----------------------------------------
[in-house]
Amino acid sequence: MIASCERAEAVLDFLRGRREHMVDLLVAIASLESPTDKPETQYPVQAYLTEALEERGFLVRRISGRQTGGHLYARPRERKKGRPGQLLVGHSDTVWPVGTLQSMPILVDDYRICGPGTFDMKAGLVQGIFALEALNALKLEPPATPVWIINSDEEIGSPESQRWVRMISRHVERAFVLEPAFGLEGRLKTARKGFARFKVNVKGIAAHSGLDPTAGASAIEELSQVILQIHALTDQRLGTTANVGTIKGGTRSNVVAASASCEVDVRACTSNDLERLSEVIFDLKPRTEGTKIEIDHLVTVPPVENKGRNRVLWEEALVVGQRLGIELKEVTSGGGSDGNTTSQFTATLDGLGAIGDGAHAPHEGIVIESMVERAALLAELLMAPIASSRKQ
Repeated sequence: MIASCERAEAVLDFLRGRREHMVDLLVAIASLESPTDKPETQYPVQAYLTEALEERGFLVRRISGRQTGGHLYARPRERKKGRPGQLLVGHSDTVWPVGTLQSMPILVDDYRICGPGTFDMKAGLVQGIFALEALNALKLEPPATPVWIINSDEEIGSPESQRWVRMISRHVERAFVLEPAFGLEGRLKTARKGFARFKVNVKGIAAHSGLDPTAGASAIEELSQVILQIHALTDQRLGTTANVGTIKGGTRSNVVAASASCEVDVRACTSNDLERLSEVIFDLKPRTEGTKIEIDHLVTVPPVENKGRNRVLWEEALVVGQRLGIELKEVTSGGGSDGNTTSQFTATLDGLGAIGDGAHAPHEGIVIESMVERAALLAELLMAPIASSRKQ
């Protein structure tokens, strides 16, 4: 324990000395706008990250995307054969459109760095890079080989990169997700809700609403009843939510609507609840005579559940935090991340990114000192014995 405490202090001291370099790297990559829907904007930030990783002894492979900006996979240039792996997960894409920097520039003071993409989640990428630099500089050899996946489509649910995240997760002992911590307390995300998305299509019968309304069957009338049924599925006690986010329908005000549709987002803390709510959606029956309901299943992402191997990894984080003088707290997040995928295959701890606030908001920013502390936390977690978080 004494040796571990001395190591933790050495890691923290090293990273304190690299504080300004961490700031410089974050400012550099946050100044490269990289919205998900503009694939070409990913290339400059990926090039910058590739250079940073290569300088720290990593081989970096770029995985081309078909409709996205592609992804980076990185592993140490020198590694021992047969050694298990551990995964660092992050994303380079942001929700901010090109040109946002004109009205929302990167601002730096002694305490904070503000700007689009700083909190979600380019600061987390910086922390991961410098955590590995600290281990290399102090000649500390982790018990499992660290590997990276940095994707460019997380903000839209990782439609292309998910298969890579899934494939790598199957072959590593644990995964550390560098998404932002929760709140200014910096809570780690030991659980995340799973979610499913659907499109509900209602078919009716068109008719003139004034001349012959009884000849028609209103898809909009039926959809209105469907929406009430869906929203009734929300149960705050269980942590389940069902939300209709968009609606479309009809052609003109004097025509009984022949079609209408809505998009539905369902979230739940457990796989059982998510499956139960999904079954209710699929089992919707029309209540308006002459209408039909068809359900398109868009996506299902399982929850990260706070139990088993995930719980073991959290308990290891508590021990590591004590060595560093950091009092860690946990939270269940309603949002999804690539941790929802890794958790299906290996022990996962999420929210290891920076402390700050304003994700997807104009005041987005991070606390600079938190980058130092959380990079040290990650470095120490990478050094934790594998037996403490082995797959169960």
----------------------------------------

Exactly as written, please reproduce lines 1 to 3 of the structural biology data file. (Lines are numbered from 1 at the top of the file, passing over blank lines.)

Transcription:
[in-house]
Amino acid sequence: MIASCERAEAVLDFLRGRREHMVDLLVAIASLESPTDKPETQYPVQAYLTEALEERGFLVRRISGRQTGGHLYARPRERKKGRPGQLLVGHSDTVWPVGTLQSMPILVDDYRICGPGTFDMKAGLVQGIFALEALNALKLEPPATPVWIINSDEEIGSPESQRWVRMISRHVERAFVLEPAFGLEGRLKTARKGFARFKVNVKGIAAHSGLDPTAGASAIEELSQVILQIHALTDQRLGTTANVGTIKGGTRSNVVAASASCEVDVRACTSNDLERLSEVIFDLKPRTEGTKIEIDHLVTVPPVENKGRNRVLWEEALVVGQRLGIELKEVTSGGGSDGNTTSQFTATLDGLGAIGDGAHAPHEGIVIESMVERAALLAELLMAPIASSRKQ
Repeated sequence: MIASCERAEAVLDFLRGRREHMVDLLVAIASLESPTDKPETQYPVQAYLTEALEERGFLVRRISGRQTGGHLYARPRERKKGRPGQLLVGHSDTVWPVGTLQSMPILVDDYRICGPGTFDMKAGLVQGIFALEALNALKLEPPATPVWIINSDEEIGSPESQRWVRMISRHVERAFVLEPAFGLEGRLKTARKGFARFKVNVKGIAAHSGLDPTAGASAIEELSQVILQIHALTDQRLGTTANVGTIKGGTRSNVVAASASCEVDVRACTSNDLERLSEVIFDLKPRTEGTKIEIDHLVTVPPVENKGRNRVLWEEALVVGQRLGIELKEVTSGGGSDGNTTSQFTATLDGLGAIGDGAHAPHEGIVIESMVERAALLAELLMAPIASSRKQ